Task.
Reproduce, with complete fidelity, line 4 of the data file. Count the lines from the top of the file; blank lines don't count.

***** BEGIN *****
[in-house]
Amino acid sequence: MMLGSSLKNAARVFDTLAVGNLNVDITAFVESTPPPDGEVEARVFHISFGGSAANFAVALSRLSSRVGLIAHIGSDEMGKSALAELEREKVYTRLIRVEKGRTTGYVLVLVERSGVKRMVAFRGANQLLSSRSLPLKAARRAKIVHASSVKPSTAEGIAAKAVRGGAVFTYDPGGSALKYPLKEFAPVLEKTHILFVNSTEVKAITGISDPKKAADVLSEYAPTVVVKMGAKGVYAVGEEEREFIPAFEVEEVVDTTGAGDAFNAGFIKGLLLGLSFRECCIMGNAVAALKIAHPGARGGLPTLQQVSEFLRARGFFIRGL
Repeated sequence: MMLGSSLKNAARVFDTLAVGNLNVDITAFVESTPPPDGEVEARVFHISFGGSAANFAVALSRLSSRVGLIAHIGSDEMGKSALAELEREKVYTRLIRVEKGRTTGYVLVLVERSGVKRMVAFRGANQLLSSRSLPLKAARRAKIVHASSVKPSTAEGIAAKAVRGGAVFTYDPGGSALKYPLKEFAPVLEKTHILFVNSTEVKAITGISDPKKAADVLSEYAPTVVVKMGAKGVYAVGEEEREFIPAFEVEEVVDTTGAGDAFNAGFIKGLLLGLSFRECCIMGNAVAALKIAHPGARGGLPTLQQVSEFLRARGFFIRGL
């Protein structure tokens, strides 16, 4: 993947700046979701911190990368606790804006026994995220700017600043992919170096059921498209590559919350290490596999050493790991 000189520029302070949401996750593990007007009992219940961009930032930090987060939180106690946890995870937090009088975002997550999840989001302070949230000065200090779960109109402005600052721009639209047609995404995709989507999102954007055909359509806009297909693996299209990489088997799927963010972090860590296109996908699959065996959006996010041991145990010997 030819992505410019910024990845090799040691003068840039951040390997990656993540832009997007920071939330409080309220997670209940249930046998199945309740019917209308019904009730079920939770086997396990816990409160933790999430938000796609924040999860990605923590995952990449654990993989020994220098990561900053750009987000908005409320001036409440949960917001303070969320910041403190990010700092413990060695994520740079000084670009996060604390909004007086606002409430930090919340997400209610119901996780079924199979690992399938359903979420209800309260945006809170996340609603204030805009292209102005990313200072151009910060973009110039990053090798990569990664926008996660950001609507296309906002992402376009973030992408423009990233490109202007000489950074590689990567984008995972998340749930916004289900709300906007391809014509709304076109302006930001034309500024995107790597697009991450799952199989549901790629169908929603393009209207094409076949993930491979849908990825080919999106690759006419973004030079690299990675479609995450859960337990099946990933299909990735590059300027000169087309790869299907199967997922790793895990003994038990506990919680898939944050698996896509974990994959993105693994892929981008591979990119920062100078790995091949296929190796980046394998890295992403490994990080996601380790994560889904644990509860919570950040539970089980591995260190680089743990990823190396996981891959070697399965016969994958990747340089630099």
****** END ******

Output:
């Protein structure tokens, strides 16, 4: 993947700046979701911190990368606790804006026994995220700017600043992919170096059921498209590559919350290490596999050493790991 000189520029302070949401996750593990007007009992219940961009930032930090987060939180106690946890995870937090009088975002997550999840989001302070949230000065200090779960109109402005600052721009639209047609995404995709989507999102954007055909359509806009297909693996299209990489088997799927963010972090860590296109996908699959065996959006996010041991145990010997 030819992505410019910024990845090799040691003068840039951040390997990656993540832009997007920071939330409080309220997670209940249930046998199945309740019917209308019904009730079920939770086997396990816990409160933790999430938000796609924040999860990605923590995952990449654990993989020994220098990561900053750009987000908005409320001036409440949960917001303070969320910041403190990010700092413990060695994520740079000084670009996060604390909004007086606002409430930090919340997400209610119901996780079924199979690992399938359903979420209800309260945006809170996340609603204030805009292209102005990313200072151009910060973009110039990053090798990569990664926008996660950001609507296309906002992402376009973030992408423009990233490109202007000489950074590689990567984008995972998340749930916004289900709300906007391809014509709304076109302006930001034309500024995107790597697009991450799952199989549901790629169908929603393009209207094409076949993930491979849908990825080919999106690759006419973004030079690299990675479609995450859960337990099946990933299909990735590059300027000169087309790869299907199967997922790793895990003994038990506990919680898939944050698996896509974990994959993105693994892929981008591979990119920062100078790995091949296929190796980046394998890295992403490994990080996601380790994560889904644990509860919570950040539970089980591995260190680089743990990823190396996981891959070697399965016969994958990747340089630099």